FBI alert to all Apple and Android users reveals 10 things you need to do to stop hackers

REGARDLESS of whether you’re an Apple or Android user, or prefer to log into accounts on a laptop, the FBI has a warning for you.

The US Intelligence and Security Service has unveiled 10 key tips that can protect you from hackers as cybercrime continues to rise.

The FBI, CISA and National Security Agency (NSA) have issued an alert


The FBI, CISA and National Security Agency (NSA) have issued an alertPhoto credit: Getty

The alert was backed by the Cybersecurity and Infrastructure Security Agency (CISA), the National Security Agency (NSA) and authorities from Canada, New Zealand, the Netherlands and the UK.

The security groups have highlighted 10 ways hackers try to exploit your device or hack your accounts.

Following the recommended steps can save you from personal data theft or money loss.

The list includes standard advice like setting up multi-factor authentication, as well as other items you may not have considered.

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We’ve compiled the full list for you below.

Set up multi-factor authentication

Most of your social media accounts and online banking have multi-factor authentication options in their settings area.

Setting this up adds extra steps to your signup process and additional barriers for cybercriminals trying to hack you.

Avoid wrong permissions

This step is more applicable to companies and you can point this out to your employer.

Security experts warn against long access authorization lists for personal data.

The fewer people have access to private and important data, the fewer people cybercriminals have to hack.

Update your software

This may seem like an obvious point, but many people forget to update their software or postpone system updates.

Software updates usually come with bug fixes, so if you push them, a cyber criminal could exploit a flaw in your device.

Do not use standard logins and passwords

Never stick with a default login or password as it is too easy for a hacker to guess.

Change your passwords often and to something no one can guess about you, avoid birthdays and names of loved ones.

Avoid unnecessary VPNs

Virtual private networks can be useful for browsing the web as if you were in another country, but some can leave you vulnerable to scammers.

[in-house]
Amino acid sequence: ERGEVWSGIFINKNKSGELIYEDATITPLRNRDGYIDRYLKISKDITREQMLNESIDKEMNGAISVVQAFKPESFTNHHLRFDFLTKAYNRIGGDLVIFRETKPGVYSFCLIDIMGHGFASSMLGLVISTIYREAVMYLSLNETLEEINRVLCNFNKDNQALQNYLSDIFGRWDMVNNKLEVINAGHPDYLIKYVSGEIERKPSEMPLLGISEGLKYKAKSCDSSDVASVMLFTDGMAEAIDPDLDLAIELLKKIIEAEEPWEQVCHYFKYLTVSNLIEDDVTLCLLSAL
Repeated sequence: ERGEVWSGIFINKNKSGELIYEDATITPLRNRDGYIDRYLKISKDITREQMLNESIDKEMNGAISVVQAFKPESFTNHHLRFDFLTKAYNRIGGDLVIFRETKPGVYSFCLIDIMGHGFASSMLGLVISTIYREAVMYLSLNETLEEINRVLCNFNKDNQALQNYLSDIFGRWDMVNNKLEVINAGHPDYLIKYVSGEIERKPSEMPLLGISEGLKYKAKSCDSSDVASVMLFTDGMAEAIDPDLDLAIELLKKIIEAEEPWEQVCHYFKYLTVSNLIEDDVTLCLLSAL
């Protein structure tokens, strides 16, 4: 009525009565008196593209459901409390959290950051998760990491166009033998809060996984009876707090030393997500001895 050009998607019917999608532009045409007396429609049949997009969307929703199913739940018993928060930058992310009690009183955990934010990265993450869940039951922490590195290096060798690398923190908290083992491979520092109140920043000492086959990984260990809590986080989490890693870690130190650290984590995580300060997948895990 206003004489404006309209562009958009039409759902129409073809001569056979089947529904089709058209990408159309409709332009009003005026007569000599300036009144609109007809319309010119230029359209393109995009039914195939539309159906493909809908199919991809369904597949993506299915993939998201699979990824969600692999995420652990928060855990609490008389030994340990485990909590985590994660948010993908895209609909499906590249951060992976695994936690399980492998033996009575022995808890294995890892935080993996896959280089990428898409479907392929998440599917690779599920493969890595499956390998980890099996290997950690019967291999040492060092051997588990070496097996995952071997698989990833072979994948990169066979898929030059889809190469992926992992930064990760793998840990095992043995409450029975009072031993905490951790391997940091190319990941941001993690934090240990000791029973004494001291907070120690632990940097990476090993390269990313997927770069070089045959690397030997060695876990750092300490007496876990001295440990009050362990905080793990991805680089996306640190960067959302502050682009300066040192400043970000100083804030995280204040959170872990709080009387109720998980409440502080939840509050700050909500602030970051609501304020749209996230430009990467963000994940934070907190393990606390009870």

Be careful which VPN you use as some do not have enough controls to prevent hackers from accessing your personal content.

Make your password strong

Similar to avoiding a default password, you should make sure the one you choose is strong.

Websites usually recommend what type of password is required, so make sure you follow that, even if it means adding lots of extra numbers and symbols.

Be careful with cloud services

If you store your data in cloud services, make sure it’s protected.

Apple’s iCloud is known for being fairly secure, but there are some cloud apps that could leave you vulnerable to attacks.

Be careful about the content you upload to the cloud and who you allow access to it.

Watch out for “misconfigured services”

This point is more about the services themselves, as they are responsible for protecting your data.

Previous research by IBM Security X-Force found that two-thirds of cloud security incidents could have been avoided with the right security policies.

Don’t fail to spot a phishing scam

If you receive an email or SMS with a suspicious link, you should avoid it, even if the link points to something seemingly important.

Scammers rely on scaring you or convincing you that you will get something good.

Phishing scams are easy to spot if you know what to look for, such as: B. Misspellings, incorrect use of names, and weird email addresses.

Make sure you have the right protection

The last security tip concerns endpoint detection.

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This is software designed to detect a threat that has already bypassed some barriers so you can try to block it before it spreads.

Make sure you have or invest in strong security software.

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https://www.the-sun.com/tech/5366281/fbi-warning-apple-android-hackers/ FBI alert to all Apple and Android users reveals 10 things you need to do to stop hackers

Chris Barrese

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